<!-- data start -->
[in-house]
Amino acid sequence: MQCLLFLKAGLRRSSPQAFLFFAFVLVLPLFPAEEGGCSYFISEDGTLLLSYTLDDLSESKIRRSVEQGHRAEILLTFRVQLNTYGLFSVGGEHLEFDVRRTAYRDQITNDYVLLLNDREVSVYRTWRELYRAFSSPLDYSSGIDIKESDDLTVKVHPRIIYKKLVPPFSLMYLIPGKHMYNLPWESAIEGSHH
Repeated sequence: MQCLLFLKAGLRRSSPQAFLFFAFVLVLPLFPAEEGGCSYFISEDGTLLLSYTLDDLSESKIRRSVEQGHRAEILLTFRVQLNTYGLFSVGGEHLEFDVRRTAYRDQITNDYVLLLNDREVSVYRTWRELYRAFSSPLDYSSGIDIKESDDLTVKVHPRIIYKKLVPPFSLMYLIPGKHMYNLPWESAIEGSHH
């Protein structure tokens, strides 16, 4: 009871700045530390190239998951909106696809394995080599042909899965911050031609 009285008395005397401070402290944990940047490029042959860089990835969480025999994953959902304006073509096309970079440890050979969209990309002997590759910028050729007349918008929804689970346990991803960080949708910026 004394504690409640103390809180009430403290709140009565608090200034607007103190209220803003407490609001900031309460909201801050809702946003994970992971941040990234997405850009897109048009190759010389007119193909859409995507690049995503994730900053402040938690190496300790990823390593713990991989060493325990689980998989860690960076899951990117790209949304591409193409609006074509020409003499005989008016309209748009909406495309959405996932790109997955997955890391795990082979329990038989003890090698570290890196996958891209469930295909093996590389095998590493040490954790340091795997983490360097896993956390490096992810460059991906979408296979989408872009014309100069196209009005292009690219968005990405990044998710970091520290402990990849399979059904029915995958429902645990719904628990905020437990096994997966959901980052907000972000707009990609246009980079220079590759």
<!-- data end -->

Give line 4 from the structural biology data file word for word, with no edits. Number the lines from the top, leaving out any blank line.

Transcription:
């Protein structure tokens, strides 16, 4: 009871700045530390190239998951909106696809394995080599042909899965911050031609 009285008395005397401070402290944990940047490029042959860089990835969480025999994953959902304006073509096309970079440890050979969209990309002997590759910028050729007349918008929804689970346990991803960080949708910026 004394504690409640103390809180009430403290709140009565608090200034607007103190209220803003407490609001900031309460909201801050809702946003994970992971941040990234997405850009897109048009190759010389007119193909859409995507690049995503994730900053402040938690190496300790990823390593713990991989060493325990689980998989860690960076899951990117790209949304591409193409609006074509020409003499005989008016309209748009909406495309959405996932790109997955997955890391795990082979329990038989003890090698570290890196996958891209469930295909093996590389095998590493040490954790340091795997983490360097896993956390490096992810460059991906979408296979989408872009014309100069196209009005292009690219968005990405990044998710970091520290402990990849399979059904029915995958429902645990719904628990905020437990096994997966959901980052907000972000707009990609246009980079220079590759």